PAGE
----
When you want to enjoy a slick romantic comedy there’s nothing more entertaining than a coming of age story from director Lynn Shelton, especially when it involves love and friendship along with a great deal of coziness that makes you feel like your own wavering instincts are shown onto the screen. That’s exactly how Laggies feels like because it’s a comedy so well written that becomes easy to decipher from every standpoint, although the title is a little dopey.
The story of Megan (Keira Knightley), a woman very close to the age of 30, starts off with the depiction of her current life that seems deadlocked career wise and far from being what anybody else would want for themselves. She creates the impression of a clueless person that has no aspiration or ambition while her high school friends are getting married or having kids. She refuses to use her advanced degree in family therapy and she’s constantly behaving like a kid around her father (Jaff Garlin).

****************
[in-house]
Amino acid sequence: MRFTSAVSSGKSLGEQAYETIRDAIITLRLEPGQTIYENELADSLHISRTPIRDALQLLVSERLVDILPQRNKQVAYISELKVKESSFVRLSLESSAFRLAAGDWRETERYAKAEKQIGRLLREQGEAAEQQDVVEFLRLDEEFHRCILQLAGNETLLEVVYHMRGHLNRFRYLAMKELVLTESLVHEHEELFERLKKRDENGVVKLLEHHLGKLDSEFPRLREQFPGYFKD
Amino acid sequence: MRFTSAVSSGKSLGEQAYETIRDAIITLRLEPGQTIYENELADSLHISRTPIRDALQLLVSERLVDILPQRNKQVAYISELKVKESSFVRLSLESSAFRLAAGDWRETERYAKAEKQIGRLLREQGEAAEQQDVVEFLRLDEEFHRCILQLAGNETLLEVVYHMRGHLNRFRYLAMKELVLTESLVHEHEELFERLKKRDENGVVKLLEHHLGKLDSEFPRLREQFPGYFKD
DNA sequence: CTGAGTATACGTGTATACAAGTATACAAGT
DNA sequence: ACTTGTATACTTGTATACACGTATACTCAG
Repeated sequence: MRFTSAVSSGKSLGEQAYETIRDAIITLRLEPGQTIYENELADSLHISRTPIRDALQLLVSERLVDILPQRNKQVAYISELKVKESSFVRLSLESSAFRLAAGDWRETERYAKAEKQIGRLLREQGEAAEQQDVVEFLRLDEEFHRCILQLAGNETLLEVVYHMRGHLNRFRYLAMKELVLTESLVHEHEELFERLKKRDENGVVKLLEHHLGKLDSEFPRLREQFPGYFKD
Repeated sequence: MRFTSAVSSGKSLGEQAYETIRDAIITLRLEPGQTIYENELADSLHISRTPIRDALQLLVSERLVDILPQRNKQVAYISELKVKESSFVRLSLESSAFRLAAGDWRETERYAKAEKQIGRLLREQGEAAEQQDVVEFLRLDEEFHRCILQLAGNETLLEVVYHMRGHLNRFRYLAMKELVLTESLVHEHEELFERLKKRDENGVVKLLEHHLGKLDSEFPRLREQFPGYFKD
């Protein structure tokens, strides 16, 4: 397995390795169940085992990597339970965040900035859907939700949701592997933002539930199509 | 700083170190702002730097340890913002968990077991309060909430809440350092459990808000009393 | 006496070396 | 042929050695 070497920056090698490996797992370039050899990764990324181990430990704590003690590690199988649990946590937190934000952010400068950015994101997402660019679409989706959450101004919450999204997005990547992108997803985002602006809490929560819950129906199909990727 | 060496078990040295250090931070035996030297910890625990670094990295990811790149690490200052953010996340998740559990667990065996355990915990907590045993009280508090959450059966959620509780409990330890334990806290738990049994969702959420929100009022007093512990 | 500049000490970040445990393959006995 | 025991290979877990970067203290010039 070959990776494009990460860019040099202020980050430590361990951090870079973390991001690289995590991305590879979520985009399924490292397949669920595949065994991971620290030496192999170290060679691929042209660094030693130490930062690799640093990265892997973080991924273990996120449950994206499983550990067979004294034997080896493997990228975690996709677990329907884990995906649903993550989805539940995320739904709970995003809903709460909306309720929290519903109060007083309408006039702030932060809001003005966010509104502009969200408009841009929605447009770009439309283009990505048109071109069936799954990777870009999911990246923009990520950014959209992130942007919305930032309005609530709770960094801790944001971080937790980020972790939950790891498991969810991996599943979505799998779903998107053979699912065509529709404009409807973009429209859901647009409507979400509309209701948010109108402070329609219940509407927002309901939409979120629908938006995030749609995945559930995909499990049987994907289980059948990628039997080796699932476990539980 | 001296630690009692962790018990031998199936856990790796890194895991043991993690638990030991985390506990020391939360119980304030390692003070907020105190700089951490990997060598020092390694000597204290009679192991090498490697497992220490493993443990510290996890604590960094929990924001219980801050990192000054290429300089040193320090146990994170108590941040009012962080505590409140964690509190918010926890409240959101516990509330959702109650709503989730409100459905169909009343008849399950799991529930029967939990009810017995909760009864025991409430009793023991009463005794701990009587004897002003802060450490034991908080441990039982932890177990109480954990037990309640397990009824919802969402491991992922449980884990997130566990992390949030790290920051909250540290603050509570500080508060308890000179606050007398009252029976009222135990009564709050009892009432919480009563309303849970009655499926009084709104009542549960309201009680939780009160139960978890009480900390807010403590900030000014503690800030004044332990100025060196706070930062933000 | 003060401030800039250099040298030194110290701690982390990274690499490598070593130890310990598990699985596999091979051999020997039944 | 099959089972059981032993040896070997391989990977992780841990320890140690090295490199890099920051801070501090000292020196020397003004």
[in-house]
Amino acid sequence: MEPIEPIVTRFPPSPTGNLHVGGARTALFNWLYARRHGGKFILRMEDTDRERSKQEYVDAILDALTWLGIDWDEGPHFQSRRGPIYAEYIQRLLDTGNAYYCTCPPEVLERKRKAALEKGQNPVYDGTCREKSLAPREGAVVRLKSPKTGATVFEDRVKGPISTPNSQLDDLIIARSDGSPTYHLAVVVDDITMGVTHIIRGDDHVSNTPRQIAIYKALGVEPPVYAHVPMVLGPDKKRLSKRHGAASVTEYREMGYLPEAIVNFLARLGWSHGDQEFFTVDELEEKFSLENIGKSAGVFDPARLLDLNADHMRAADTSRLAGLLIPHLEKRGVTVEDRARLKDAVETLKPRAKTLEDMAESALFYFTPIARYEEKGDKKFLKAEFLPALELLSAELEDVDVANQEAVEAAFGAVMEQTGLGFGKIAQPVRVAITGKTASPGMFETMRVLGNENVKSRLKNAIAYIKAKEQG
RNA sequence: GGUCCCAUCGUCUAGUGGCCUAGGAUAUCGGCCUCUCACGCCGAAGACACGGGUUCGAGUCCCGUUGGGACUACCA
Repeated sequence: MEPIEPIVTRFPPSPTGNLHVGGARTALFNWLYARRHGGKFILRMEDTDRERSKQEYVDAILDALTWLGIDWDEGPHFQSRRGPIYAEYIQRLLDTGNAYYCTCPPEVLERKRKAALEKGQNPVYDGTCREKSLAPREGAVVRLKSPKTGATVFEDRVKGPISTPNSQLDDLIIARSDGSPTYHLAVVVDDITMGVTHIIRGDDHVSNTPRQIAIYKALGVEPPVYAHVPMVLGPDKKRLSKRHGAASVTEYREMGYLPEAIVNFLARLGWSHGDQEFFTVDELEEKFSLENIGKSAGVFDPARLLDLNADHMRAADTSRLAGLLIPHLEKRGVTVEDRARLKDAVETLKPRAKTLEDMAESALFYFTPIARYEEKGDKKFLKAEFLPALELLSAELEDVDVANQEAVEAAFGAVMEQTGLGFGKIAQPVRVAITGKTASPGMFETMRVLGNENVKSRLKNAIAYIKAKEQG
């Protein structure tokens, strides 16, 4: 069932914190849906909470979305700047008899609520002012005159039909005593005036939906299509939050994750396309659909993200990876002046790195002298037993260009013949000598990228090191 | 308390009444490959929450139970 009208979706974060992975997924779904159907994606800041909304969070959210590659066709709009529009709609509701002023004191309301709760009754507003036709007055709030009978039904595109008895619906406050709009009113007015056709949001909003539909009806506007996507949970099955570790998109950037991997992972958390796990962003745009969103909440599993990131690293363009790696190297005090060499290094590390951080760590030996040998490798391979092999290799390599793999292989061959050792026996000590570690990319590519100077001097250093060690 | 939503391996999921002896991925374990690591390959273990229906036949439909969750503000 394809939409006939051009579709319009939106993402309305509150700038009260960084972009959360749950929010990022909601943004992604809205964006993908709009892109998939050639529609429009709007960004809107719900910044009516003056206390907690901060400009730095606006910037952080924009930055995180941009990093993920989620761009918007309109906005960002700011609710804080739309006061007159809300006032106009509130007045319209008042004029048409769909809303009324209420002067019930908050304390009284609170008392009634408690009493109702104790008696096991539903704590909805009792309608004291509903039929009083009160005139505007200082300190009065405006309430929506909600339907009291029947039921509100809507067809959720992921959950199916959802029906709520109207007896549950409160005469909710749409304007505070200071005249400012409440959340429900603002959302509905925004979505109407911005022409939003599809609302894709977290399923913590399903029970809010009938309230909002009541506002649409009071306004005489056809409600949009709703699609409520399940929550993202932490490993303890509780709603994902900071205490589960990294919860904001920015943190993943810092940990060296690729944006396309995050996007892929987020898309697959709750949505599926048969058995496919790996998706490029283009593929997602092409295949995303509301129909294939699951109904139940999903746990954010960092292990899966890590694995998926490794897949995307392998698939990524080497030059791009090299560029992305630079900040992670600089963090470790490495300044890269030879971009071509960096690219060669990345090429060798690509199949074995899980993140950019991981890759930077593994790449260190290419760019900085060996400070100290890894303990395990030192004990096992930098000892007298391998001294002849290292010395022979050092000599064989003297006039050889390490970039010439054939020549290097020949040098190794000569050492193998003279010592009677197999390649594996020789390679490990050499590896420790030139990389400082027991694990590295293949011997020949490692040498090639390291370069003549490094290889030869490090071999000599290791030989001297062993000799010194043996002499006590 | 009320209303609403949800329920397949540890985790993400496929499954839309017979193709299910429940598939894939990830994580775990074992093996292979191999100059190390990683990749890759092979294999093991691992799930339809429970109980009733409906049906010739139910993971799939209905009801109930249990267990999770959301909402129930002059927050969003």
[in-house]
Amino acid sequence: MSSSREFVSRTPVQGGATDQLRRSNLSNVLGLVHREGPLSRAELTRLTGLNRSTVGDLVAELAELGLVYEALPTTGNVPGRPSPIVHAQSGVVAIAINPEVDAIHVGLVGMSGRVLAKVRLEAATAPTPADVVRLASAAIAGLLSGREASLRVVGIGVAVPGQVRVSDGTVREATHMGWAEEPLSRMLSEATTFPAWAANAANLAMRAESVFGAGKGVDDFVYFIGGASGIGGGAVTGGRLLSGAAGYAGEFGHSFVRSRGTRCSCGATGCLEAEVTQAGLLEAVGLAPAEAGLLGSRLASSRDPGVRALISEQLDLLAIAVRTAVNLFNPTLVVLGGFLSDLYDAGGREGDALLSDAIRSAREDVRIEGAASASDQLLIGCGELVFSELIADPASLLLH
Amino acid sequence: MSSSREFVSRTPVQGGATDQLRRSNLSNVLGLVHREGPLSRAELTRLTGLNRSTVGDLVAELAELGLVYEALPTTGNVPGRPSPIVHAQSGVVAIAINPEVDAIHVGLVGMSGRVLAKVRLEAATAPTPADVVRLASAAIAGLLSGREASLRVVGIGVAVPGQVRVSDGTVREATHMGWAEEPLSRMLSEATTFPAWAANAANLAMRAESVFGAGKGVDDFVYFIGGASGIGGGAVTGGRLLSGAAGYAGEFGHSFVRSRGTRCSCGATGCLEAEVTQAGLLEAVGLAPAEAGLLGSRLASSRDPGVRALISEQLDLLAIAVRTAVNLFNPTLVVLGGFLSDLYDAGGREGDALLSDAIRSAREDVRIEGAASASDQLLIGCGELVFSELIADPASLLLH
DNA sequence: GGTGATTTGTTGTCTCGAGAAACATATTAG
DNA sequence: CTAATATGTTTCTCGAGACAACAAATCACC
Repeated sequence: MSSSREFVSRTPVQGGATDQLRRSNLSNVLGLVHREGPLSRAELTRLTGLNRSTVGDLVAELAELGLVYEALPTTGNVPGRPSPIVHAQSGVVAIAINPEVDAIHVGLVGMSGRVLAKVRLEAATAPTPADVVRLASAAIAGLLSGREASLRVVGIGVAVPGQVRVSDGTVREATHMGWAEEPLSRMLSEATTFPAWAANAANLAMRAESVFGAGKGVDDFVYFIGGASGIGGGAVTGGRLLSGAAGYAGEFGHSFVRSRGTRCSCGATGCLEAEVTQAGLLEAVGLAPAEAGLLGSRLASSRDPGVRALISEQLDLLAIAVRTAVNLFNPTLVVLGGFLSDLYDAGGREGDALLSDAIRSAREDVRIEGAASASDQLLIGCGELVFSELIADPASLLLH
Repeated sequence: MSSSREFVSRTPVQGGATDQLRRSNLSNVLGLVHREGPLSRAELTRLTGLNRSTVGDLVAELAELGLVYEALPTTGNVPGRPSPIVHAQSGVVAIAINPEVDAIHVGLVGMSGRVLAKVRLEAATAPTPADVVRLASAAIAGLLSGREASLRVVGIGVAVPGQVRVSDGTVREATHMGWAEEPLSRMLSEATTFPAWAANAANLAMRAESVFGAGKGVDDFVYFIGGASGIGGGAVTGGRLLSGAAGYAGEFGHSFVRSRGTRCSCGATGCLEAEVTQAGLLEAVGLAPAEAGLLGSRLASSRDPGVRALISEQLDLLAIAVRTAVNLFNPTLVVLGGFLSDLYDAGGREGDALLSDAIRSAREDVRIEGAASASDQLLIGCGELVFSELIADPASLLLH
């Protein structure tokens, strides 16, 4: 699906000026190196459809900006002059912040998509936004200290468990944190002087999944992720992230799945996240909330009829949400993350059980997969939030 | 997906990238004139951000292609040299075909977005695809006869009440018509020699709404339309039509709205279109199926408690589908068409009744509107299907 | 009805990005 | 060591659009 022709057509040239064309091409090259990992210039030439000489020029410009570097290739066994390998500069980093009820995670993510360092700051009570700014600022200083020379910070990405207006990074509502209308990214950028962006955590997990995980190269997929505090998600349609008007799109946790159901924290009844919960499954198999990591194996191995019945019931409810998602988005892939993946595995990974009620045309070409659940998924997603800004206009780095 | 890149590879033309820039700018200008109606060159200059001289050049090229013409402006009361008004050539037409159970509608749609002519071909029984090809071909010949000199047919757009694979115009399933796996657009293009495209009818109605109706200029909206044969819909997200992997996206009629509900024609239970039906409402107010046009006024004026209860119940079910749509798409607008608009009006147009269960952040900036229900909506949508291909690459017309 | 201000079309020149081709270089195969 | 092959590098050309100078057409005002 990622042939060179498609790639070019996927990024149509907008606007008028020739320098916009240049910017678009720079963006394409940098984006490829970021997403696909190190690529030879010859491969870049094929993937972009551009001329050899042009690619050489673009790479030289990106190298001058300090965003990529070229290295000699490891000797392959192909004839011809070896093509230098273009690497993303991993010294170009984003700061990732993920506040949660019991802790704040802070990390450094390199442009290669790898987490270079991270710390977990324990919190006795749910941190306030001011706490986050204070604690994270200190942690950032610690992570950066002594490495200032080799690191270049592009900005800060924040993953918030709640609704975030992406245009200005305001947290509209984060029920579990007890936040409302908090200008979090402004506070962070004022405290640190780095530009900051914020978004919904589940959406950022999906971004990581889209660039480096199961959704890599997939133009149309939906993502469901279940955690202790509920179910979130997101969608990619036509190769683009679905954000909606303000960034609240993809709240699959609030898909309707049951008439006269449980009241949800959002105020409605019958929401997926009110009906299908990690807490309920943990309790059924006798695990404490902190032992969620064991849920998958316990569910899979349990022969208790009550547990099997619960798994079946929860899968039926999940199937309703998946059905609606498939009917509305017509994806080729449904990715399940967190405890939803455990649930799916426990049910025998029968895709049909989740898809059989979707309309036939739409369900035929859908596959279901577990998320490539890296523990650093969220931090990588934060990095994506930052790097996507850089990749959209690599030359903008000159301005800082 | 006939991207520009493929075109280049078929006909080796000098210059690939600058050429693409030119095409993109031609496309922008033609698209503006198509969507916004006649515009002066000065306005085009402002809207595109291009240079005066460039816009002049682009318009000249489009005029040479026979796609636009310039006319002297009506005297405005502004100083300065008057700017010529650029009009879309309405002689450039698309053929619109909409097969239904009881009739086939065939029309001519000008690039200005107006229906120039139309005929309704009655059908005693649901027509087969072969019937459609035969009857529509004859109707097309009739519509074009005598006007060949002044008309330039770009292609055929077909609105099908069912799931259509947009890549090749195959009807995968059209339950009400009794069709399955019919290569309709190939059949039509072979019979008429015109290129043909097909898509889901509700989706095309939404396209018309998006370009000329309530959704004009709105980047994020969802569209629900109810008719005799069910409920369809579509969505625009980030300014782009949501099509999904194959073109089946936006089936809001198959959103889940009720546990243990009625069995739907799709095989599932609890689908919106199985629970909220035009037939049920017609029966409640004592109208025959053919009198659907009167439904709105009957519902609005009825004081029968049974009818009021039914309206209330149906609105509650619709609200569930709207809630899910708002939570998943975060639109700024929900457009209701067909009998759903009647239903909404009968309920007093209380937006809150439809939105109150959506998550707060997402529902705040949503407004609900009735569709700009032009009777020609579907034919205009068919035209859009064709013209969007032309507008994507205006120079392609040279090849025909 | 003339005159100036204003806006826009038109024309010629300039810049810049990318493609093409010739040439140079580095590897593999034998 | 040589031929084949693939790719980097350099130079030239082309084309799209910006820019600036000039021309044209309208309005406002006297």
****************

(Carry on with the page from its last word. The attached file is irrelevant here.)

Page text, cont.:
Overwhelmed by a marriage proposal from her long term boyfriend (Mark Webber) Megan takes some time away to think it through and meets a 16-year-old high school student Annika (Chloe Grace Moretz). She moves in with Annika and her dad Craig (Sam Rockwell) for a week while she tries to find out what she wants from life. While lying to her boyfriend that she is at a life management seminar, Megan founds herself in the middle of sorting out her lack of decision making, stricken by the thought of an uncertain future. Despite of being an over-educated young woman Megan cannot make a decision regarding her lifestyle and starts hanging out with Annika and her group of friends.
The plot is written with wit and manages to create a clever story that develops in a normal and enjoyable pace, nuanced by playfulness and congeniality, especially when the characters don’t fall under the circumstances of a rough stereotype. It’s really special to be able to see the portraying of such a sweet and rational adolescent like Annika and a woman with a very well defined cordial personality like Megan. To complete this comes the character of Annika’s dad, Craig that is humorously brilliant and sensible.
The actors’ performances are strong and able to deliver moments of sympathetic truth in a very solid indie manner. The characters of the movie are outlined in a very modern, urban fashion, with the right dosage of unpredictability that makes this movie a very smart romantic comedy about adulthood and decision making easy to enjoy in a lazy Sunday afternoon.